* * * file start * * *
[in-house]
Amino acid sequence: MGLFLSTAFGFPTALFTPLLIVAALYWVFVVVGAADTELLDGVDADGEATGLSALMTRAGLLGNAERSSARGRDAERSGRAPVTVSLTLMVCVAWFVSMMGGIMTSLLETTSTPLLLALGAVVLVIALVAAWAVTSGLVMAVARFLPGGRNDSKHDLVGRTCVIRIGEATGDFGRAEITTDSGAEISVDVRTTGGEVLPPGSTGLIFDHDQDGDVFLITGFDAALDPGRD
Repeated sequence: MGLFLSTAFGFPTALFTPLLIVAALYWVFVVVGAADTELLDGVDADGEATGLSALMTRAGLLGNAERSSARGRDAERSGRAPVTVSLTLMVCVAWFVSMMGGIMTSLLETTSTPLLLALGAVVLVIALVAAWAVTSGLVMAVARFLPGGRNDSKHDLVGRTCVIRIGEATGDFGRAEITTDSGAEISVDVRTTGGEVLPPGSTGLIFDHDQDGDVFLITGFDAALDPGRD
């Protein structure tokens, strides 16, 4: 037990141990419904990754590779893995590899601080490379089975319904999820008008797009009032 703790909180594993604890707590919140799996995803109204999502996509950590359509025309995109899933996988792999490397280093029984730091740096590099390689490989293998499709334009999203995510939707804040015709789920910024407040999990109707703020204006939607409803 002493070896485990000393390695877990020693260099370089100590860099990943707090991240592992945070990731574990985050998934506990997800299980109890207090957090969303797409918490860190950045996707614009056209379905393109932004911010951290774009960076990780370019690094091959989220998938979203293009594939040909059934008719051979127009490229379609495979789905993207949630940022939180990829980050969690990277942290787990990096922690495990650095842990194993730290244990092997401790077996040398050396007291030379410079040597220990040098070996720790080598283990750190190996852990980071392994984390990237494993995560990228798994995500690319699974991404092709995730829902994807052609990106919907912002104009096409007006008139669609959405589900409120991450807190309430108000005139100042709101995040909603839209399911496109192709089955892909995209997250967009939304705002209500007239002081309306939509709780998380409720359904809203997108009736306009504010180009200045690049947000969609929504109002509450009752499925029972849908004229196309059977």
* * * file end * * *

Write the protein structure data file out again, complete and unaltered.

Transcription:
[in-house]
Amino acid sequence: MGLFLSTAFGFPTALFTPLLIVAALYWVFVVVGAADTELLDGVDADGEATGLSALMTRAGLLGNAERSSARGRDAERSGRAPVTVSLTLMVCVAWFVSMMGGIMTSLLETTSTPLLLALGAVVLVIALVAAWAVTSGLVMAVARFLPGGRNDSKHDLVGRTCVIRIGEATGDFGRAEITTDSGAEISVDVRTTGGEVLPPGSTGLIFDHDQDGDVFLITGFDAALDPGRD
Repeated sequence: MGLFLSTAFGFPTALFTPLLIVAALYWVFVVVGAADTELLDGVDADGEATGLSALMTRAGLLGNAERSSARGRDAERSGRAPVTVSLTLMVCVAWFVSMMGGIMTSLLETTSTPLLLALGAVVLVIALVAAWAVTSGLVMAVARFLPGGRNDSKHDLVGRTCVIRIGEATGDFGRAEITTDSGAEISVDVRTTGGEVLPPGSTGLIFDHDQDGDVFLITGFDAALDPGRD
């Protein structure tokens, strides 16, 4: 037990141990419904990754590779893995590899601080490379089975319904999820008008797009009032 703790909180594993604890707590919140799996995803109204999502996509950590359509025309995109899933996988792999490397280093029984730091740096590099390689490989293998499709334009999203995510939707804040015709789920910024407040999990109707703020204006939607409803 002493070896485990000393390695877990020693260099370089100590860099990943707090991240592992945070990731574990985050998934506990997800299980109890207090957090969303797409918490860190950045996707614009056209379905393109932004911010951290774009960076990780370019690094091959989220998938979203293009594939040909059934008719051979127009490229379609495979789905993207949630940022939180990829980050969690990277942290787990990096922690495990650095842990194993730290244990092997401790077996040398050396007291030379410079040597220990040098070996720790080598283990750190190996852990980071392994984390990237494993995560990228798994995500690319699974991404092709995730829902994807052609990106919907912002104009096409007006008139669609959405589900409120991450807190309430108000005139100042709101995040909603839209399911496109192709089955892909995209997250967009939304705002209500007239002081309306939509709780998380409720359904809203997108009736306009504010180009200045690049947000969609929504109002509450009752499925029972849908004229196309059977």